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Five major banks now offer Android Pay integration inside their mobile apps

Google has announced that some mobile banking apps will offer built-in Android Pay integration.

In the U.S., Bank of America, USAA, and Discover are among the first to offer this native functionality. Elsewhere in the world, customers with Bank of New Zealand and mBank, which is based in Poland, will see the ability added to their respective mobile banking apps.

In its blog, Google explained why it added this functionality:

This latest collaboration with banks expands Android Pay's capabilities as an open platform and moves us closer toward our goal of empowering mobile payments everywhere. We're continuing to integrate with additional mobile banking apps, so look for updates from your bank about this new feature.

You won't need to have Android Pay downloaded on your device to use Android Pay. The aforementioned banks will offer the NFC-reliant ability within their apps. All you have to do is select your default payment card.

Florence Ion was formerly an editor and columnist at Android Central. She writes about Android-powered devices of all types and explores their usefulness in her everyday life. You can follow her on Twitter or watch her Tuesday nights on All About Android.

  • Nice. USAA always supports innovation and convenience for its members!
  • Love USAA!
  • "You won't need to have Android Pay downloaded on your device to use Android Pay. The aforementioned banks will offer the NFC-reliant ability within their apps." This is precisely what Apple prevents, forcing banks to subscribe to Apple pay, refusing to let banks have their own Apple iOS apps that access the mobile's NFC hardware. The more Android bank apps can take advantage of the free (Apple takes a cut of transactions, Google does not), and open nature of Android pay, then Apple will be left behind.
  • I disagree Apple will be left behind. Banks will continue to support it. Too many users to ignore.
  • Yes, those contracts the banks and Apple agreed upon most likely have a time limit. That will need to expire before anything big happens with Apply Pay. Which means more users over time using it. Which means more renewed contracts. Unless Apple decides to just drop the service, Apple pay isn't going anywhere. Android Pay and Apple pay are going to be like Visa and Mastercard at some point. Same service, different name, accepted almost everywhere.
  • Folks in the US has a totaly different concept of mobile payments, outside of the US the concept of mobile payments are not as polarized between Apple Pay, Android Pay or Apple Pay. Think of this concept, if you have cash, does it mater if you use any of the 3 services you have?. When this applies to Mobile payments, this will be the goal. Who cares what phone you use it should just work!
  • I think the polarization is really just in forums and comments sections. I don't know that I've visited a store that takes one but not the other. The point of sale machines seem to either accept all contact payments or they don't.
  • Now if google would learn how to promote Android pay people would actually use it. That would make stores start upgrading their systems. About 75% of stores don't even have chip and pin setup.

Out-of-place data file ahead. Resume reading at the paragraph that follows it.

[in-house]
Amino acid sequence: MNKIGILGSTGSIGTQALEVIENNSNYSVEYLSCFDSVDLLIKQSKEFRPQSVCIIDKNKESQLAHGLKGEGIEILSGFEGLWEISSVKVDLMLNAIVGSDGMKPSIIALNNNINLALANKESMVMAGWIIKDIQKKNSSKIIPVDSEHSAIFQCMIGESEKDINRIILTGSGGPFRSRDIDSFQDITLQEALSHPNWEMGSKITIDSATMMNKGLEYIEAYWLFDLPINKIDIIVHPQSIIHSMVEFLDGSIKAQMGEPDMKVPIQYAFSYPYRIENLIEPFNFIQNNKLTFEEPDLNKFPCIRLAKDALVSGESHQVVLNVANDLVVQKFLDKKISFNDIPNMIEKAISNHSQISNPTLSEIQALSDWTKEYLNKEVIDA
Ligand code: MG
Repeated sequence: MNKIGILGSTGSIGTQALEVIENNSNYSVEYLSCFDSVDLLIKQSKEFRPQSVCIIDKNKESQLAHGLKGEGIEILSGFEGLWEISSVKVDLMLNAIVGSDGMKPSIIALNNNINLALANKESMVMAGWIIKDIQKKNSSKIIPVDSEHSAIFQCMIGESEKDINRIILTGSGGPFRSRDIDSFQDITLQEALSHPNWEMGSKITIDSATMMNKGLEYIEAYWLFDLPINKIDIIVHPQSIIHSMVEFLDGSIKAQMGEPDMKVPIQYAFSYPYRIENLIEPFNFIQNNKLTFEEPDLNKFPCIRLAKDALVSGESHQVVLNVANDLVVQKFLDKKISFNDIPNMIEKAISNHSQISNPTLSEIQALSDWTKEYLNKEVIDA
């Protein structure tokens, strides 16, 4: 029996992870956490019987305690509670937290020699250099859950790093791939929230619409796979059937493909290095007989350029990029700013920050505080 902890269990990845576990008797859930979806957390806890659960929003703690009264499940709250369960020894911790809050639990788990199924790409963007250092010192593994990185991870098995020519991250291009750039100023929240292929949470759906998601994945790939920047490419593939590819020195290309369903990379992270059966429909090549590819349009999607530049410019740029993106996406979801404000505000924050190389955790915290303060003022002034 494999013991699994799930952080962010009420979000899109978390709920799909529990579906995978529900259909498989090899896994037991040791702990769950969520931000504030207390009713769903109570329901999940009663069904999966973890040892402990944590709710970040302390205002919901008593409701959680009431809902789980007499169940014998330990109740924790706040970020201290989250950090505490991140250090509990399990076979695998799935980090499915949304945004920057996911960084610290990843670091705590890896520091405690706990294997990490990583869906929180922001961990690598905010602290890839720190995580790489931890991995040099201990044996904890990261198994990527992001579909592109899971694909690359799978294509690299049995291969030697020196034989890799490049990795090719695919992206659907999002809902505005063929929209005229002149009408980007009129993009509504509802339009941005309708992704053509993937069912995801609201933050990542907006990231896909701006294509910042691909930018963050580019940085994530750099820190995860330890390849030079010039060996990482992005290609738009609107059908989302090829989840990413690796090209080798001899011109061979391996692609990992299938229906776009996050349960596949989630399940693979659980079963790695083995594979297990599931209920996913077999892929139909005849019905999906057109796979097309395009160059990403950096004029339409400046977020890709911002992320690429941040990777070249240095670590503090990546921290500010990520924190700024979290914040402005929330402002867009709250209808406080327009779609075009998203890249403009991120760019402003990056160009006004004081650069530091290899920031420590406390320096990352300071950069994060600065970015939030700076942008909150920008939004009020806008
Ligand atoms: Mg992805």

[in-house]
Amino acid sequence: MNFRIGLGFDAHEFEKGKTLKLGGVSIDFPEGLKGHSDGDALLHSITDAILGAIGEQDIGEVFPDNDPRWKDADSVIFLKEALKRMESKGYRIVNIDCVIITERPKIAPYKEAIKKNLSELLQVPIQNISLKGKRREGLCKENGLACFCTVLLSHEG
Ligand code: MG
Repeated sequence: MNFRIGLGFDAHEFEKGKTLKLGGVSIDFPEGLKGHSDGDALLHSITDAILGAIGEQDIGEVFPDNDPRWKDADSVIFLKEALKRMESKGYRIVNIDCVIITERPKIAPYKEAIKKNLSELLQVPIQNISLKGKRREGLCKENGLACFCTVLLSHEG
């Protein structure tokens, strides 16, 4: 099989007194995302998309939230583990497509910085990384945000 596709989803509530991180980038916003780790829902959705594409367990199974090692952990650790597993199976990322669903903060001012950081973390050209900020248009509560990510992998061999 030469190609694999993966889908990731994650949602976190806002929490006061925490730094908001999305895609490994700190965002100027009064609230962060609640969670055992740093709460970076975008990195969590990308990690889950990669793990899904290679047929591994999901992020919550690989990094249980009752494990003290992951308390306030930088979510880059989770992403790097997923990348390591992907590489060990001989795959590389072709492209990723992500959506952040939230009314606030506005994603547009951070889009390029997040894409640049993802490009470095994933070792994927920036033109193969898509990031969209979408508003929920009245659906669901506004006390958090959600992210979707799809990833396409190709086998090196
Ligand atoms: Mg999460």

• And the stores that do have it can be glitchy sometimes I need to resort to using the same card that is on my device however I always try regardless if I look stupid in the end lol.
  • This is why I use Samsung pay, it works everywhere, even at terminals with the old magnetic strip, and the new magnetic strip and chip slot terminals. The only time I will use Android Pay is to use my Discover card and Amex gift cards, which as of this post do not work with Samsung Pay.
  • I do wish Google could work out a license situation with Samsung to use the magnetic strip payment piece that Samsung Pay will use.
  • It's more than just promotion. I've asked some stores about phone payments and they say that it is not worth it to buy new equipment until they need to. Everyone who has a credit/debit card stored in a phone payment app, also has the credit/debit card to use. Apple, Google, Samsung aren't going to subsidize the new equipment, so some shops will keep their systems until those systems stop working.
  • Can someone pls give an example on how this is useful, ty
  • I hope you don't mean to ask "how are phone payments useful". I'll assume that you are wondering how giving banks the ability to incorporate Pay into their apps is useful. Well, if I only use USAA and I already have their app installed, I no longer need to use up space to have the Android Pay app installed. It's also one less stop for the digital data to make for a transaction. If you use multiple banks, it makes adding cards to the Android Pay a one-click solution. I would imagine that this will help to normalize phone payments as banks will now be able to promote the service inside of their own apps and make it SUPER EASY for their customers to get started. There's also the feeling of it being more "safe" if the idea is coming from your bank. These things may or may not be "useful" to you, but I think they will be for a lot of others.
  • Bah still no Cap One or BECU